A campaign to encourage more parents to read with their children by providing free books to families in Nottingham is celebrating National Storytelling Week with the announcement that it has reached a major milestone.

Nottingham City Council has been working alongside the Rotary Club of Nottingham to co-ordinate fundraising since it chose to back Dolly Parton’s Imagination Library in the city in 2012. In May 2015 council staff began donating monthly from their wages and holding fundraising drives, and have so far raised nearly £15,000. The overall total raised since 2012 is £213,000, enough to give out more than 39,000 books.

One of the biggest contributors to the Imagination library in Nottingham so far has been Castle Cavendish, who fund the scheme in Radford and Lenton

Children who have been signed up to the scheme in Bilborough, Hyson Green, Radford, Dunkirk & Lenton and Strelley will now receive a free book every month until their fifth birthday.

As part of National Storytelling Week (30 January to 6 February) people in Nottingham are needed to help raise even more money and provide local families with books.

National Storytelling Week will see events taking place in theatres, museums, libraries, schools, hospitals and care homes not only in Nottingham but across the whole country.

Dolly Parton’s Imagination Library supports National Storytelling Week by helping to bring families together for story time. A child gets a free book every month, which encourages parents to read with their children. This is proven to bring families closer and it can help to improve a child’s literacy.

Councillor David Mellen, Portfolio Holder for Early Intervention and Early Years, said: “It’s really important that parents spend time reading with their children and by supporting Dolly Parton’s Imagination Library we want to inspire children in Nottingham to love books.

“We know that reading changes lives by opening up a whole world of opportunities for children. Reaching this milestone during National Storytelling Week and as we prepare to celebrate National Libraries Day will hopefully encourage even more parents to explore books at home with their children.”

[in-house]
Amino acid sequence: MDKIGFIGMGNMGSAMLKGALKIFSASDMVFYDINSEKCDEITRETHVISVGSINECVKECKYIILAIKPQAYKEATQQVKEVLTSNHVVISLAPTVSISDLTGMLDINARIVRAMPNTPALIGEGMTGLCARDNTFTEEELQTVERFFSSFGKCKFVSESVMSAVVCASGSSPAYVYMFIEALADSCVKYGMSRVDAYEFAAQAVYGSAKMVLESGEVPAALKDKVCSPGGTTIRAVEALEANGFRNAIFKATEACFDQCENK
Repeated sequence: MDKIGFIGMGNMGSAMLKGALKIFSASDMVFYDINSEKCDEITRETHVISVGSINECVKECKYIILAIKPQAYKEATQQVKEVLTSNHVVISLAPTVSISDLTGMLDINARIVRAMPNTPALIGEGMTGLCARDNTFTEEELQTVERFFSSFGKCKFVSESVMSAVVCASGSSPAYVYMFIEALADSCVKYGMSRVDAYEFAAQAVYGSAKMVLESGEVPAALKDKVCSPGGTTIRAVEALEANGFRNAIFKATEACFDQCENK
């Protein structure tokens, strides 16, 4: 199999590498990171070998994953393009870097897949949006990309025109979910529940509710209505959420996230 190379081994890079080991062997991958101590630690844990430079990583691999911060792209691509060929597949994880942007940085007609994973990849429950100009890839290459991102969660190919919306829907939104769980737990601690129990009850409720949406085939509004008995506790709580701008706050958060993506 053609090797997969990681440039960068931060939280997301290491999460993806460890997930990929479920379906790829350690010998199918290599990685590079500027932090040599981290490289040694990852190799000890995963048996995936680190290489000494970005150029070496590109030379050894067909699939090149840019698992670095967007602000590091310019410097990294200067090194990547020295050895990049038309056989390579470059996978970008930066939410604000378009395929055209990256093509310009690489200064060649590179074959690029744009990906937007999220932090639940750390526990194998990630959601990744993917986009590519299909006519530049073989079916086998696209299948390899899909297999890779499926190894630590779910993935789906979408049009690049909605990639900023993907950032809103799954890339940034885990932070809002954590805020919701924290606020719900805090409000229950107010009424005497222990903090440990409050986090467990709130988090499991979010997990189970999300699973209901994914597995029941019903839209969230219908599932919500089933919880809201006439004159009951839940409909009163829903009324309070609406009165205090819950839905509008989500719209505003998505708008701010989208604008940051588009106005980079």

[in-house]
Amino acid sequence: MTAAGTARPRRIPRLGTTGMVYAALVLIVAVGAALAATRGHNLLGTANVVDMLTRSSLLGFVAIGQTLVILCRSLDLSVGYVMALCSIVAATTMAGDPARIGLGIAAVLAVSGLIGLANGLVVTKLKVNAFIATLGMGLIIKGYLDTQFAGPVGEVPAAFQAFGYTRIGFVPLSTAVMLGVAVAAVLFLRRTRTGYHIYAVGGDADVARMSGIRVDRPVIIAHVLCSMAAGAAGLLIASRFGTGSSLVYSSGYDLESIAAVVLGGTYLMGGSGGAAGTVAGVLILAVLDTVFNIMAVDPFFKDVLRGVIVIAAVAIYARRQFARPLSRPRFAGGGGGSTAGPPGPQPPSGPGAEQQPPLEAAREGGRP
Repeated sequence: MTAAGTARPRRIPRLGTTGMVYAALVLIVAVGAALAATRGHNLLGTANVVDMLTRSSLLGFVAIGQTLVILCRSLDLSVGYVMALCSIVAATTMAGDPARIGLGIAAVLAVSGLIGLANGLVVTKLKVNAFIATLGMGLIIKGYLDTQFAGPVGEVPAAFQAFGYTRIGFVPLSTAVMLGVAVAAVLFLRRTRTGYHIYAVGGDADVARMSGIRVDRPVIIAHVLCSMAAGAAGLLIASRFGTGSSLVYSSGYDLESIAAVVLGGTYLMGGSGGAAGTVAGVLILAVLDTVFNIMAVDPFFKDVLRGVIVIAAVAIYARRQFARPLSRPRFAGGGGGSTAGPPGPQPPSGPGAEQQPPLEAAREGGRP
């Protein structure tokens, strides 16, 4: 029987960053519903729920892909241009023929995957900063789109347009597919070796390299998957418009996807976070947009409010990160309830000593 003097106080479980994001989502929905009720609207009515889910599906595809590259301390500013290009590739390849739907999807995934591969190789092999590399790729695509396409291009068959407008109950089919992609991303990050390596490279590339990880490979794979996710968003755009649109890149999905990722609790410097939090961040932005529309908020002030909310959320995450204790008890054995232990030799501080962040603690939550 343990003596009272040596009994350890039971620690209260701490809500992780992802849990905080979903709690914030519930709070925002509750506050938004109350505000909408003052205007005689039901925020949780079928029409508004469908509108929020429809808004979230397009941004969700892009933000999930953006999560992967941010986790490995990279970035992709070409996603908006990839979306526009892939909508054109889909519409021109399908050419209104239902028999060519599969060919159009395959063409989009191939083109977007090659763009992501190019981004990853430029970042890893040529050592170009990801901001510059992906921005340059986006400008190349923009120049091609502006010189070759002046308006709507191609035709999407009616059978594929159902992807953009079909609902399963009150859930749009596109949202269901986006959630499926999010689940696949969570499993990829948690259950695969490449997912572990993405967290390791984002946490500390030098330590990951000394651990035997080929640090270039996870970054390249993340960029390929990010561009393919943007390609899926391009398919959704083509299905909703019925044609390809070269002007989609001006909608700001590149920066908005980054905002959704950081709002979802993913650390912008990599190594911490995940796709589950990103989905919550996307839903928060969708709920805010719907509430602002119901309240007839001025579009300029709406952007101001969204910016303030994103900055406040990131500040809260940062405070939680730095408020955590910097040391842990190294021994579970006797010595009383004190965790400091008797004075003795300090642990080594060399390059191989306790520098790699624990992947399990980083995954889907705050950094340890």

Kirsteen Watson, Regional Director of Dollywood Foundation UK, said: “The success of the Imagination Library is based on our partnerships. Joining Dolly’s vision, key partners have come together with a selfless spirit and common passion to make the Imagination Library possible for thousands of children. Currently 915,774 children receive books in the post every single month across the America, Canada, the UK and Australia.

“The goal is to help children love books and to love reading for a lifetime. Children who receive a monthly book in the post get excited about it, they want to share their books at home with their parents/carers and siblings. They provide a focus for some special time together to enjoy the stories, and help to build speech, communication and language skills. This helps to prepare children for school. Our specially selected books are a piece of a broad effort to transform the city of Nottingham and we are excited to be part of this vision.”

Nottingham children are likely to start school with reading skills up to 14% behind the national average. Dolly Parton’s Imagination Library has been proven to tackle this problem effectively and support children to improve early reading skills.

The annual National Storytelling Week is organised by the Society for Storytelling.

During the week, there will be 14 “Tots-time” sessions for under-fives where stories, songs and rhymes will be enjoyed, along with eight readers’ groups where adults read and share their thoughts about a chosen book. In addition, there will be a special shadow puppet storytelling event at Nottingham Central Library in the evening on Friday 5 February.

Libraries are also celebrating National Libraries Day on Saturday 6 February by inviting the people of Nottingham to vote for their favourite children’s story book.

To donate to the Dolly Parton Imagination Library go to www.dollybooksnottingham.org